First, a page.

Steven (Steve) Smith is the 45th Australian Test captain to hold this position and ranks as the third youngest, at the age of 25 years, to be offered the job. His debut in the baggy green occurred at GABBA in Brisbane in 2014, when Michael Clarke was injured. The expectation was that Brad Haddin would take over the role but the selectors decided otherwise.
As decisions went this was a very unusual one, creating a great amount of commentary, but proved to a be a very wise decision, which three years on sees him once again leading the Australian Test side against England in the Ashes series with one win to date and the outcome of the second test of the 2017/18 series still to be decided at Adelaide at the time of writing.
But what is it that drives a man this young to be able to confidently take on a formidable role at the age of 25 years and be incredibly successful. His Captaincy has seen the team crash and burn and rise again to the heights of success, which is an indicator of a bit more than just skill in his own discipline, which is batting, a bit more than a passion for the game and a love of a sport; it shows a man who is capable of leading by example, showing the way and also, a man who is always thinking of alternatives, if or should plan A fail.
As a young child he was keen to be able to play cricket whenever the opportunity arose; his father bowled to his bat in the backyard for a many days, weeks and years, always encouraging him to think about the ball, to look for alternatives and never, ever give in.
His parents, in a chapter written by his father, tell that he was always a keen sportsman, with cricket being his first love, as he was considered far too slight to really become involved in Rugby. Tennis was also a passion but not one that superseded cricket. As he grew up he began representing his State, heading to Britain to play grade Cricket, and then returning to Australia to once again represent his State and also try out and be selected for a variety of first grade Games.
His rise through the ranks is not that of a ‘golden boy’, it is that of a young man who followed his passion and worked hard at developing his skill levels. Initially his dream was to be a bowler, with a good ability to bat – to become an all-rounder in the game. Although successful as an all-rounder he, along with the coaches, realised he would be far more effective as a batsman and so he once again adapted, changed, focused; the results of his ability to adapt to the situation are there, recorded in time and the annuals of World Cricket.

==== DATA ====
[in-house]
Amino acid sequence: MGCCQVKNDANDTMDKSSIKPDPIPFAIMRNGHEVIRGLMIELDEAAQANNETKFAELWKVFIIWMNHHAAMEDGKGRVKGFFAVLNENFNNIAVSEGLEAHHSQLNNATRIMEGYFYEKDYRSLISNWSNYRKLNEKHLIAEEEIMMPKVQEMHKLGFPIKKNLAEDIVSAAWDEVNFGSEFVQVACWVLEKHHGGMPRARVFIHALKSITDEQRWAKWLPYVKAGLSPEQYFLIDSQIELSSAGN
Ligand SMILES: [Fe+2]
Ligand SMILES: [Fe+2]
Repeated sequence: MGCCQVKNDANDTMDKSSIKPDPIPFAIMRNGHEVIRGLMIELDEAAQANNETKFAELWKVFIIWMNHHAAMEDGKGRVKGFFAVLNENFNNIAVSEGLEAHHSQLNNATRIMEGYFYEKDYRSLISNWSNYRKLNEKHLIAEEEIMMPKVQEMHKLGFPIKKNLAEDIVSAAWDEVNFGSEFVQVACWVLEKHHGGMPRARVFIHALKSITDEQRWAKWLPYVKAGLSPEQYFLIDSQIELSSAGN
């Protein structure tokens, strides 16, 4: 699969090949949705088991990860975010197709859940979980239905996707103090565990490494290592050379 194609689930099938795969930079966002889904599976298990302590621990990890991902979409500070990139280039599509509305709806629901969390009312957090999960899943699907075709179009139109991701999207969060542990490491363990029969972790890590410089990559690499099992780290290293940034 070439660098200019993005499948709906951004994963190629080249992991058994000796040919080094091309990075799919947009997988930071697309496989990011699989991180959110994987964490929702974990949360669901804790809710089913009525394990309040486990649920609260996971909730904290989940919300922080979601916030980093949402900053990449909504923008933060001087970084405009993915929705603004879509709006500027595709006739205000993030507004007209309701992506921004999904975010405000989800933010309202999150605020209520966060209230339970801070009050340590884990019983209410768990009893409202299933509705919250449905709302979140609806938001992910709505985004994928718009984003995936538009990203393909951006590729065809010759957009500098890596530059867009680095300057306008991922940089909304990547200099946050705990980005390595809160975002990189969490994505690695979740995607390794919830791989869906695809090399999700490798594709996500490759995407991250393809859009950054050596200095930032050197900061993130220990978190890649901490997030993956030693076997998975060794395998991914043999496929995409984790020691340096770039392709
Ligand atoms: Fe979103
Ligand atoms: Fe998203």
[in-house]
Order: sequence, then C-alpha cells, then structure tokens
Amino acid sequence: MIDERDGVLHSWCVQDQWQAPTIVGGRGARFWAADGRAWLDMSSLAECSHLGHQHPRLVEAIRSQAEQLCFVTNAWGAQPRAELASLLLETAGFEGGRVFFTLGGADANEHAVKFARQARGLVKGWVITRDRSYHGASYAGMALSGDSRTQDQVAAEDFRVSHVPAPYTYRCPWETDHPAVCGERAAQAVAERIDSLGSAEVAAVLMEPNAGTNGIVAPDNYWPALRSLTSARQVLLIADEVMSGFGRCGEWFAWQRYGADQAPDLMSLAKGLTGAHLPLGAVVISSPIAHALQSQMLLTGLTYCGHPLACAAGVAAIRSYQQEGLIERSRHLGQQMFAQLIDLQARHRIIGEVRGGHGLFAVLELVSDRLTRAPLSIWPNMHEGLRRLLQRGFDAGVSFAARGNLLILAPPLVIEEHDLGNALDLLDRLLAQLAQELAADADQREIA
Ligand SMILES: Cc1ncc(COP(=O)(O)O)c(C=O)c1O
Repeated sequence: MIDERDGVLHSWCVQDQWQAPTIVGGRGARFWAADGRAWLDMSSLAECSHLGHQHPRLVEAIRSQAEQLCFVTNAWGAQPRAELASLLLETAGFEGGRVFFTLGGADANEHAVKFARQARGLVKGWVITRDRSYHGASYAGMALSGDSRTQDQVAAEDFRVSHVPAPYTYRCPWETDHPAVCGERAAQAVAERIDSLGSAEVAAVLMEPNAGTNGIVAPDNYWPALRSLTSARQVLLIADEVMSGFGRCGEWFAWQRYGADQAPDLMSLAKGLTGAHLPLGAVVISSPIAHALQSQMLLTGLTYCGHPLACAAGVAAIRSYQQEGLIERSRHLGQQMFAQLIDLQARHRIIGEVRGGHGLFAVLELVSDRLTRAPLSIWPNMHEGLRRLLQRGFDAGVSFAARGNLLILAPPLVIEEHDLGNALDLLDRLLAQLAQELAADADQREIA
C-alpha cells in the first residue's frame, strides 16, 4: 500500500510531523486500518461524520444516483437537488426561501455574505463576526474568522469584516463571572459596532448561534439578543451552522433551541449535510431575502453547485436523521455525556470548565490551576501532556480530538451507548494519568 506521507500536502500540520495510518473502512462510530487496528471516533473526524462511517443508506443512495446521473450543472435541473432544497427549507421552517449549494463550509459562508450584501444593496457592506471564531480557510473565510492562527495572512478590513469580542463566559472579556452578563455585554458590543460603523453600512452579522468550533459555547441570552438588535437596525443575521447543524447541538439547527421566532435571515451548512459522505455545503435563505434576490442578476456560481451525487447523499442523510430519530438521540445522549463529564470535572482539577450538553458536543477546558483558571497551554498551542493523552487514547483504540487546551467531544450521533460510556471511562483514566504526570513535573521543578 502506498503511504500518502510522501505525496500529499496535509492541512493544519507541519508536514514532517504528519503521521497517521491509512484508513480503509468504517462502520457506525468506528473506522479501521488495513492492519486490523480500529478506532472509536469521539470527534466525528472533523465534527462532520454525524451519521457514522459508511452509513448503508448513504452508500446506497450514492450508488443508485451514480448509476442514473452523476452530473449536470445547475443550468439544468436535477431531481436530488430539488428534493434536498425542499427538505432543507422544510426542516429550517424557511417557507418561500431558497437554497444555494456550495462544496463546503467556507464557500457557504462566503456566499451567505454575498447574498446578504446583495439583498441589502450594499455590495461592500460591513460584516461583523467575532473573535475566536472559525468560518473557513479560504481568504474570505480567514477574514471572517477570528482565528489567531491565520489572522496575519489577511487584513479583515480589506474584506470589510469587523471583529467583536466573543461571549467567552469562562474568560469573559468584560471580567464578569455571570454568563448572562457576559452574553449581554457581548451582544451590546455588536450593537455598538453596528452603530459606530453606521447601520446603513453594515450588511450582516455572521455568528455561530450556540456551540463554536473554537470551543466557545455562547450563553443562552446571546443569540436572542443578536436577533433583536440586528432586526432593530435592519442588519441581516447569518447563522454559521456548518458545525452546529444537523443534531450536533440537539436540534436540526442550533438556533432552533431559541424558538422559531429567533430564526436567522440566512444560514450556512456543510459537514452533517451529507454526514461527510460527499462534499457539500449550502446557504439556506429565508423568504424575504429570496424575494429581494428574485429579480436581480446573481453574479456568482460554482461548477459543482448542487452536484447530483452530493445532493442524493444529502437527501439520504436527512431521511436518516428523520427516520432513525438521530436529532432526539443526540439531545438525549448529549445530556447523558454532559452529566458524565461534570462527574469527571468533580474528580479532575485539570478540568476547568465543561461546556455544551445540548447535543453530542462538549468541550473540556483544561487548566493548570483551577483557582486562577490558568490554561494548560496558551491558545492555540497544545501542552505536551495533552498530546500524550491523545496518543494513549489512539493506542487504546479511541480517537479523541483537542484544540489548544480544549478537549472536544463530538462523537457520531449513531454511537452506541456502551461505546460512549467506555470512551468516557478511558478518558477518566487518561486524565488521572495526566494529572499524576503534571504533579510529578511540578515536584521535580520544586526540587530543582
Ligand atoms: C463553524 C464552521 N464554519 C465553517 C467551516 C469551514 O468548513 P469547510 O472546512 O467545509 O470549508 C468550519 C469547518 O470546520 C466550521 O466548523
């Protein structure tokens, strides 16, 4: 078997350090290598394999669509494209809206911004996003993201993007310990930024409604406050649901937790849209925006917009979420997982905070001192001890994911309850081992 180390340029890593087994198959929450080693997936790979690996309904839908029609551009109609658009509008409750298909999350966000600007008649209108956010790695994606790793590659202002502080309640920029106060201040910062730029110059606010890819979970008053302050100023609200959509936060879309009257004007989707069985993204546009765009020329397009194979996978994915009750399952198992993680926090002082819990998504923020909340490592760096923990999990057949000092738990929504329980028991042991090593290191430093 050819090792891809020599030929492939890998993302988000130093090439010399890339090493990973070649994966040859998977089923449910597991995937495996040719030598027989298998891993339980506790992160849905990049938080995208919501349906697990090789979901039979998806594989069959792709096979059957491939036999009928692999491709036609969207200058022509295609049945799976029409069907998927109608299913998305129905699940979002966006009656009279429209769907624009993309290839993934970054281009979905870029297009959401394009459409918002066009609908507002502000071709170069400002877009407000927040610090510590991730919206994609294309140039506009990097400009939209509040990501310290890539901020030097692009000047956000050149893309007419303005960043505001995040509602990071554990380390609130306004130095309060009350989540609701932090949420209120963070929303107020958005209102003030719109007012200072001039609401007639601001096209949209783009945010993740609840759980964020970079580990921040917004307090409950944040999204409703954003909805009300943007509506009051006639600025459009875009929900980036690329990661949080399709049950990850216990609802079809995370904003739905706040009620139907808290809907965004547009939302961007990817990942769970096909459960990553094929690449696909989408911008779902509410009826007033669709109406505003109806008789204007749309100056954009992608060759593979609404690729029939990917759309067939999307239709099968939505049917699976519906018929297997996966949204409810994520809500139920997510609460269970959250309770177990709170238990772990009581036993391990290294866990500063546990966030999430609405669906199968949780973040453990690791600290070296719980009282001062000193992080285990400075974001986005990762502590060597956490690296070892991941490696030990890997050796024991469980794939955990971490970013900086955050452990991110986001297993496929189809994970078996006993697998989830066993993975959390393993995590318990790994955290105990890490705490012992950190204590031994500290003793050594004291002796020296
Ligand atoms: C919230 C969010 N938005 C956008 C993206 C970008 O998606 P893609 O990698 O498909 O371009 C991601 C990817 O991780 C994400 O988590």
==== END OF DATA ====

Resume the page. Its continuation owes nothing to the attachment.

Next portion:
In his biography he tells his story as it is which is inspirational, fascinating, revealing; a bit like sitting down and having a chat with this talented young man, over a beer or a coffee, about his pathways and where he sees it leading eventually.
He freely admits that he could easily become completely obsessed with cricket, but he also says that this obsession needs to be managed, as there will eventually come a day when he is looking at a different future, and the real possibility that there is another passion just waiting to be discovered. Dani, his partner of several years, helps keep him grounded as do his team mates and family. His face is one that is well known to all cricketers and Australians alike. His courage and fortitude is also well-known and respected.
He talks openly about his rise, and fall and rise in cricket, the effects still felt of the tragic death of Phillip Hughes, a friend from a young age when they competed in opposing sides, to a team mate and opponent at senior level cricket, and the lessons learned along the way.
The Journey makes for compelling reading which presents an honest and rare insight into a man who will rank amongst Australia’s greatest cricketers, a man whom for any young cricketer or sports person will inspire and encourage them to keep on trying, and to never give up!
|Author||Steve Smith with Brian Murgatroyd|
|Publisher||Allen and Unwin|
|Distributor||Allen and Unwin|